- Having had a spiritual awakening as the result of these steps, we tried to carry this message to alcoholics, and to practice these principles in all our affairs.
In the early years of what would become the 12 Step program, the originators worked one-on-one with suffering addicts, trying to help them gain sobriety. Their efforts largely failed – in terms of those receiving help. The people giving the help, however, soon realized that their efforts were instrumental in keeping them sober.
The Conversation – Edgar Degas, 1895
You keep sobriety by giving it away, a paradox that all-or-nothing thinking can never countenance. You are only ready to see the wisdom in the 12th Step once you have gone through all of the other steps, including the contemplative mindset of the the 11th Step. By this point you realize that you are not in control and that recovery is happening in you and through you by a Power not your own. This “spiritual awakening” is what moves you to let it happen.
An important and parallel psychological process is also at work. By carrying the message, you gather and process all of your recovery experiences in the left brain. Early on, neither addiction nor recovery make much sense. You are consumed by the experience itself, like “breathing underwater.” To completely internalize and own an experience, you have to understand it at some level using reason and language. Words symbolize and organize, creating insight. The resulting message reinforces the integration and the integration strengthens the message. Old-timers in recovery have a deep wisdom.
This anchoring of experience is not just conceptual, but also practical. We further try “to practice these principles in all of our affairs,” a broadening of the 8th, 9th and 10th steps.
Communicating and practicing with “these principles” indicates not only recovery, but also transformation. I would say that a person who is sober in emotion and behavior is transformed beyond typical consciousness, which is why these folks make such valuable and wonderful friends.
The biggest communication problem between couples is not a matter of technique or style. It is the subject matter. Attachment partners will argue about the most trivial of conflicts and criticize each other on the most innocuous of behaviors. They will do so aggressively in a range from blazing anger to eye rolls, or passively through disregard and non-cooperation. They attack and defend or counter-attack. Across a history of surface issues, patterns are found – “You never …” – more persuasive arguments.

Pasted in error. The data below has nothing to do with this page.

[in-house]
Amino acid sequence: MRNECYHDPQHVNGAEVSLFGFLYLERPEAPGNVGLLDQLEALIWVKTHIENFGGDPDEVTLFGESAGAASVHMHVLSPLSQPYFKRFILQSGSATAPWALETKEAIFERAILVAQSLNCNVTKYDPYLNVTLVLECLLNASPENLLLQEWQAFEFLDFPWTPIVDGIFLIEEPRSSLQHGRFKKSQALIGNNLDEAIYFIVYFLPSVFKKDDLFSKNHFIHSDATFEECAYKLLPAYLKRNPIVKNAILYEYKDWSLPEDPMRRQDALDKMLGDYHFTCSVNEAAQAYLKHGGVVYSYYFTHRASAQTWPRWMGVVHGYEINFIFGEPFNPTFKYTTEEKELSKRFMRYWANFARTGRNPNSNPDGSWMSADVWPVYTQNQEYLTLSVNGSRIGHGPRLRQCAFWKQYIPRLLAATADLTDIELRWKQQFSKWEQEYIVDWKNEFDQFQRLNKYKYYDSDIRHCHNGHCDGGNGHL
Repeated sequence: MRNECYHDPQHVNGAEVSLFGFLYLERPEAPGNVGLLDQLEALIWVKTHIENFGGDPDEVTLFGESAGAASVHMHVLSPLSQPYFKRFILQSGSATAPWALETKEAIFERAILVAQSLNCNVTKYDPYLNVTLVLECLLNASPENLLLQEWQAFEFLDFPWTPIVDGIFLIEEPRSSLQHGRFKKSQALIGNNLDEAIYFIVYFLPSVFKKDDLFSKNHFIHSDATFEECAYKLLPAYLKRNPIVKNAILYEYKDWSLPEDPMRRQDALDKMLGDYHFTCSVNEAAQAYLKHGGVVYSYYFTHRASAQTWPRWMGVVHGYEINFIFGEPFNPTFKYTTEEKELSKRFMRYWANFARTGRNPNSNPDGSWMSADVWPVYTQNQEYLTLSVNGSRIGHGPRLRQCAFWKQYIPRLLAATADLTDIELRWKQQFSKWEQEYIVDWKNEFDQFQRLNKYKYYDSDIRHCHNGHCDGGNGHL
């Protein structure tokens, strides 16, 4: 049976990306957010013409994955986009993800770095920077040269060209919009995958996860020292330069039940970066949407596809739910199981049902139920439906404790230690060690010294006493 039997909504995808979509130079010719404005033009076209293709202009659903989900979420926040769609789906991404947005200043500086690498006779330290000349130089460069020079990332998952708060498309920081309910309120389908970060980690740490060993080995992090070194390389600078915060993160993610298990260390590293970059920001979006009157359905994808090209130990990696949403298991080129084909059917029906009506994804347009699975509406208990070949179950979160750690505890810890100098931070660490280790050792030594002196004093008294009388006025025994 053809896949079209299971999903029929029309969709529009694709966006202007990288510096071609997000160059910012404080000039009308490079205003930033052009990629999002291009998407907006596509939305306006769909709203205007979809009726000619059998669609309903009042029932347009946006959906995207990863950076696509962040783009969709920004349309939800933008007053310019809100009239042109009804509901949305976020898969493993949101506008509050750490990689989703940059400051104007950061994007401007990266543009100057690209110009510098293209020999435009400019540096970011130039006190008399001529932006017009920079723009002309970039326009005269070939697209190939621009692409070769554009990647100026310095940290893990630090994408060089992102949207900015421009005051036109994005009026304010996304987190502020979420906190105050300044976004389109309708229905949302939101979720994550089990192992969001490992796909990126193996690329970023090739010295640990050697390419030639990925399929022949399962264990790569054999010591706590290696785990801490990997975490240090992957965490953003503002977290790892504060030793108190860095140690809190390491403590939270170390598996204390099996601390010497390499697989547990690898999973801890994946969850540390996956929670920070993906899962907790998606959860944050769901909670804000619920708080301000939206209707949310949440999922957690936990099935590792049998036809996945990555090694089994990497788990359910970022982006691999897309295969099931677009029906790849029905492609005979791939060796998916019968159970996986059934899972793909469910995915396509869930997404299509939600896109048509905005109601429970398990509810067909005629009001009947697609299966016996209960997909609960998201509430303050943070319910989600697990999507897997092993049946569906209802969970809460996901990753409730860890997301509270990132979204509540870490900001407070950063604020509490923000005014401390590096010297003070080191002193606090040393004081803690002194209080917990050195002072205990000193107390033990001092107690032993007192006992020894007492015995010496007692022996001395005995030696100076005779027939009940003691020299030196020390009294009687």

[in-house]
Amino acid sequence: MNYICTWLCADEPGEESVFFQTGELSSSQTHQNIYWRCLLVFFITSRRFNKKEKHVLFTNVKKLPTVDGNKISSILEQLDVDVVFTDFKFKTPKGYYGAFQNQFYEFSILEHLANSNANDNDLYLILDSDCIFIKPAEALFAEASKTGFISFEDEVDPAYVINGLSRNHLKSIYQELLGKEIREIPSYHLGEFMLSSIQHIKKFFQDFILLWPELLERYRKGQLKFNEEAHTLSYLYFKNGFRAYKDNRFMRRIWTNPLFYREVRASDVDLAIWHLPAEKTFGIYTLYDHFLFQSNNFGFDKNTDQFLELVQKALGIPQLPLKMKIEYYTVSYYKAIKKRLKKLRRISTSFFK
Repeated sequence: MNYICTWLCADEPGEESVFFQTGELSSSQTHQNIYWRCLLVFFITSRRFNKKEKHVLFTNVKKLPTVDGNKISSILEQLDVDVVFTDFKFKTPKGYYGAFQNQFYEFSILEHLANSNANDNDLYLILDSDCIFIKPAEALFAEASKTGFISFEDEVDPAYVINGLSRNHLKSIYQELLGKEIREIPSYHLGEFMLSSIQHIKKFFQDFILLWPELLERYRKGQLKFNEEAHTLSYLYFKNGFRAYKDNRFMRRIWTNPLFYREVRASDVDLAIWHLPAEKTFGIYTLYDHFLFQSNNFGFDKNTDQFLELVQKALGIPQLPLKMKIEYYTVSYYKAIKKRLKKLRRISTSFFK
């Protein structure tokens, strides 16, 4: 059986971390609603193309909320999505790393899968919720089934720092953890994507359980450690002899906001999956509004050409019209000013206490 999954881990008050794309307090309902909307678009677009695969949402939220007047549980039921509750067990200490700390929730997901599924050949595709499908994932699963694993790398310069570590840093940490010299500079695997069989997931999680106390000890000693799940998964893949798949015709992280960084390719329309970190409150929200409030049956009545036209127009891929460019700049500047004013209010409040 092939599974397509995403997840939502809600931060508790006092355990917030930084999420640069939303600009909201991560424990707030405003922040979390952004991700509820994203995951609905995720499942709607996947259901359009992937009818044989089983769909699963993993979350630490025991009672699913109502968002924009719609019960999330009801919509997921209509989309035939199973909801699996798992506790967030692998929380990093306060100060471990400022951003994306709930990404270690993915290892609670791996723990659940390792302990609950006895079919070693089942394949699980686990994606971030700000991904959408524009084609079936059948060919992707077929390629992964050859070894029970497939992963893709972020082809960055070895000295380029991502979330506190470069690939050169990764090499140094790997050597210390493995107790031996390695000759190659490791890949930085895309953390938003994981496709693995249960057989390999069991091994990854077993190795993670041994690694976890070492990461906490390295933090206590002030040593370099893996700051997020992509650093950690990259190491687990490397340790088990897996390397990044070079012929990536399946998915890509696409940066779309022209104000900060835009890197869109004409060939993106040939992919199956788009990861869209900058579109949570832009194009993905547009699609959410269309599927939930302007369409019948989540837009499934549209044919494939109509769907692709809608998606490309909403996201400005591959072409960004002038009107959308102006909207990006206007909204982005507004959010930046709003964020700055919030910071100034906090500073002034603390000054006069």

Man and Woman Seated Back to Back, Norman Rockwell, 1920
Where is justice to be found? Who is right and who has been wronged? It does not matter. No, not one bit. The apparent issue is not The Real Issue. The much argued subject is merely the stage for crying over old bruises and creating new ones. You can spend hours and lots of money with a marriage counselor adjudicating each bruise.
Trivial conflicts and innocuous behaviors cannot create the kind of energy that is required for years of these superficial dramas. Pain energy of this magnitude comes from The Real Issue, which is not getting your attachment needs met (and not being able to meet the same needs of your partner). To simplify, consider affirmation, encouragement and consolation as three primary attachment needs. You only demand them from your attachment figure. The first such figure was your primary caregiver. Part of the excitement and limerance of marriage comes from the promise of securing a new and permanent attachment figure.
When the adult attachment figure does not deliver the goods you are disappointed and disillusioned at best, crushed and desperate at worst. You hold that pain and it festers. Some momentary relief comes through anger (or numbing, denial, affairs, etc., etc.) and any little irritant can get the emotional pain energy flowing. A new quarrel begins.
How Can We Get Out of This Cycle?
If you could quarrel about The Real Issue, that would be a lot of progress. At least your energy would not be complete wasted. Better would be not to quarrel at all and see the tragedy of your deeper wounds and those of your partner through the eyes of your heart. It sucks not to have your attachment needs met. Too often they were not met in childhood either and that is an even bigger tragedy. How was this flawed person before you trained to affirm, encourage and console? Is that his/her fault?